davidstockmanscontracorner.com / By Selcan Hacaoglu, Bloomberg Business •
Mustafa Denktas had twin sons. One of them, a Kurdish militant, was killed fighting the Turkish army in 2012. Denktas was still in mourning when news arrived three weeks later that the other son had met the same fate.
Back then Turkey’s war with separatist Kurds, however bloody and protracted, was essentially a domestic issue. Now it’s an international conflict. When President Recep Tayyip Erdogan sent his army into Syria last month, he wasn’t just striking a blow against Islamic State: a second goal was to stop Kurds from creating a de facto state.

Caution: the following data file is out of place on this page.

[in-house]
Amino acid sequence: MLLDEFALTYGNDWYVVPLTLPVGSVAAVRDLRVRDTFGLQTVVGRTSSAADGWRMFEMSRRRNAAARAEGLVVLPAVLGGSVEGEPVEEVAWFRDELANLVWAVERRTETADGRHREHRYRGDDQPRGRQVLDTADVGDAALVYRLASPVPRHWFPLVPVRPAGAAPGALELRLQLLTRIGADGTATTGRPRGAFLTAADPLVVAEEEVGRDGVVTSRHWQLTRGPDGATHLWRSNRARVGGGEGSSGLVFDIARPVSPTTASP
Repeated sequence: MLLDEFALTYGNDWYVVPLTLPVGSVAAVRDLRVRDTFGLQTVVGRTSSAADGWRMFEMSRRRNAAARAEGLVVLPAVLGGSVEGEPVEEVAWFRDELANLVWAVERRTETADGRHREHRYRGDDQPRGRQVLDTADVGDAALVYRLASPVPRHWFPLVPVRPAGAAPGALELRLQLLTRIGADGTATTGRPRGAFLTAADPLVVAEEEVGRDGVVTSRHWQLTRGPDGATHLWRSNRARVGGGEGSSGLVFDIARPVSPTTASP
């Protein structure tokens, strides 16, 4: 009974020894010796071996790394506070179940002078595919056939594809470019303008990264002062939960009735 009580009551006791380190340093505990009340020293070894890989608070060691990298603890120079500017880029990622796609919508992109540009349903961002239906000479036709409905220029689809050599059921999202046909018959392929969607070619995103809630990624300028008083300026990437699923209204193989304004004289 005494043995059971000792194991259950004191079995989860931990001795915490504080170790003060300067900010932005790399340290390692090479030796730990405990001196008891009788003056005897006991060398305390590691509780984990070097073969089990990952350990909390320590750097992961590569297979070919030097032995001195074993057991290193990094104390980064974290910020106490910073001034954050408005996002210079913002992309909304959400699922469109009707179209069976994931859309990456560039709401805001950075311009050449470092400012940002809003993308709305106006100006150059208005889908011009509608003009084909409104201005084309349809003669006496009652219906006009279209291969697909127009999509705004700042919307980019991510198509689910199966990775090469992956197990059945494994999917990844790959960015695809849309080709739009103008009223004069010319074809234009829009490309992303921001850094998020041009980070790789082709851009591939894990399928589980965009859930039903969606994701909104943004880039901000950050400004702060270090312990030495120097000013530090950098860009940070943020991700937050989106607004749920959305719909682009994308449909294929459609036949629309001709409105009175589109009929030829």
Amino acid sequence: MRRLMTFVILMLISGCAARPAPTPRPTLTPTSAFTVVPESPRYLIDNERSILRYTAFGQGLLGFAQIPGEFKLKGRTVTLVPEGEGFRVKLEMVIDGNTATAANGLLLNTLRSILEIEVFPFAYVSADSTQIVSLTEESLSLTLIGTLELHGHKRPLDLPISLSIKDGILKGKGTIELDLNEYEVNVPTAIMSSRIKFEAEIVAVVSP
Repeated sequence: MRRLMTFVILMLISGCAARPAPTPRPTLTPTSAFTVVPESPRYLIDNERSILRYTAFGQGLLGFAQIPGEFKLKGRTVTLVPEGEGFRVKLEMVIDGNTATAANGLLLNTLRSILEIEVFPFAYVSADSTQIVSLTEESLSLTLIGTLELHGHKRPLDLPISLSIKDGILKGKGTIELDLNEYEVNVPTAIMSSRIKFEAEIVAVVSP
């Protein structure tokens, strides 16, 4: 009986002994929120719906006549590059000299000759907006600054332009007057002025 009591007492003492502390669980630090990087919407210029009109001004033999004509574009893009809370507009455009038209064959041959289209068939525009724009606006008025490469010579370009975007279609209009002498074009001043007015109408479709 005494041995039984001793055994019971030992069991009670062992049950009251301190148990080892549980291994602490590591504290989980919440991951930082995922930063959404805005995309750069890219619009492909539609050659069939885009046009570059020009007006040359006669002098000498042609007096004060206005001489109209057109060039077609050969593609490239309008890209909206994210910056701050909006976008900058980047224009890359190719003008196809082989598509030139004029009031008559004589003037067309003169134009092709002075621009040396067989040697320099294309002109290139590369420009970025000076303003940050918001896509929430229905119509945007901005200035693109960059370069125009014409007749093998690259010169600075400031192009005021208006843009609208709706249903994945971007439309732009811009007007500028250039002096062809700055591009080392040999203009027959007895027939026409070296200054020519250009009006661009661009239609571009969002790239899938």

That’s the element of Erdogan’s Syrian gambit that poses the biggest political risks. It threatens to ensnare his soldiers in a civil war that’s already lasted 5 1/2 years, and drive a wedge between Turkey and its NATO allies — especially the U.S., which considers the Syrian Kurds an ally against Islamic extremists. When Moody’s Investors Service cut Turkey’s rating to junk last week, it cited “the persistence of geopolitical threats” among other reasons.
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